A comparison of cognitive and noncognitive traits further confirmed that people were less likely to view cognitive traits as innate than noncognitive traits (β1 = 2.09, Z = 5.75, SE = 0.36, p < .0001). The correlation between the rating of the traits for “innateness” and “thinking” (from Experiment 1) was highly significant, r(78) = −.638, p < .0001.
Experiment 4 (Infant Traits): Results and Discussion
Responses in Experiment 4 were analyzed as described in Experiment 3. A comparison of the “inborn” responses against chance showed that people believed that cognitive traits are not inborn in infants (M = 0.36, β0 = −0.85, Z = −2.03, SE = 0.42, p = .04), whereas noncognitive traits were considered innate (M = 0.66, β0 = 0.94, Z = 2.55, SE = 0.37, p = .01, see Figure 4). Additionally, cognitive traits were rated as less likely to be inborn relative to noncognitive traits (β1 = 1.78, Z = 4.11, SE = 0.43, p < .0001). The rating of the traits for “innateness” correlated significantly with their rating for “thinking” (from Experiment 2), r(30) = −.761, p < .0001.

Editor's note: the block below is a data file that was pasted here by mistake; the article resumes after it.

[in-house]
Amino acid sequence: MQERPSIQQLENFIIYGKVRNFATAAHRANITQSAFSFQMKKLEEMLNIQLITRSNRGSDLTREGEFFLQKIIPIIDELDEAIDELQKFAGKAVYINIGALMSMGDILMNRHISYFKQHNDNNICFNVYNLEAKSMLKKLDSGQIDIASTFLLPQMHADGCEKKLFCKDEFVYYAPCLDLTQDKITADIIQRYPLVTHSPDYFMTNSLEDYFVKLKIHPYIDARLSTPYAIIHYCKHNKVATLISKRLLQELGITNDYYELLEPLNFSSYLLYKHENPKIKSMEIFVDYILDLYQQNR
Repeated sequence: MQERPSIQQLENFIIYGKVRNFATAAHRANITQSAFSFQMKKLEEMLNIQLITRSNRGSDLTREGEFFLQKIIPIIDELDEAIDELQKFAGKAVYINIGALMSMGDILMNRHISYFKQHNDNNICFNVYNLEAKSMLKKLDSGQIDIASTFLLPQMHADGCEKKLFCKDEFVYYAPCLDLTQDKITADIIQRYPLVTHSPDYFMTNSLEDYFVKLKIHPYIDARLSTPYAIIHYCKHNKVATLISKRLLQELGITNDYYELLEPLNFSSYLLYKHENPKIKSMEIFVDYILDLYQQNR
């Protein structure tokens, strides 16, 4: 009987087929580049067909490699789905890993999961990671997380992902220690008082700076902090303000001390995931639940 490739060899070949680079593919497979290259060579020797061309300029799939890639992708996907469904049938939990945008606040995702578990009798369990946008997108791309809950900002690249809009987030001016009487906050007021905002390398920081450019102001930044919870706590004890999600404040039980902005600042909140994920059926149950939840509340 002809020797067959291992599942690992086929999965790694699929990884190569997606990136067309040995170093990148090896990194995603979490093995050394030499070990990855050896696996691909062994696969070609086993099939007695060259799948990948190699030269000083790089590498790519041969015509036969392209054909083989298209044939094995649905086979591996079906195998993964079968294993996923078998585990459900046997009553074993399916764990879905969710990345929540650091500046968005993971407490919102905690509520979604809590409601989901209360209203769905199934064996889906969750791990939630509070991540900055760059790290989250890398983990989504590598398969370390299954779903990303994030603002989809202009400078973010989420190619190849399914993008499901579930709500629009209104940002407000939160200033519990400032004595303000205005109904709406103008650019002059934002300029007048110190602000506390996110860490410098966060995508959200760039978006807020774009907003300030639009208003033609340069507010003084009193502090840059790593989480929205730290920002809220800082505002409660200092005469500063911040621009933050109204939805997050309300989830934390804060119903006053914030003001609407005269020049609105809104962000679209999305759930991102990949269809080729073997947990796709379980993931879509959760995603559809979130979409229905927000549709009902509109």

Experiment 5: Infant Experiments
Experiments 3–4 showed that people believe that cognitive traits are unlikely to be innate. It is possible, however, that people are not inherently biased against innate knowledge. Rather, people do not understand how one could evaluate the cognitive capacities of infants, as they are unaware of the experimental methods of infant research. To address this possibility, in Experiment 5, we presented people with detailed vignettes, adapted from four published infant experiments (complete with methods, rationale, and predictions), and elicited a binary yes/no response as to whether those traits are present in newborns.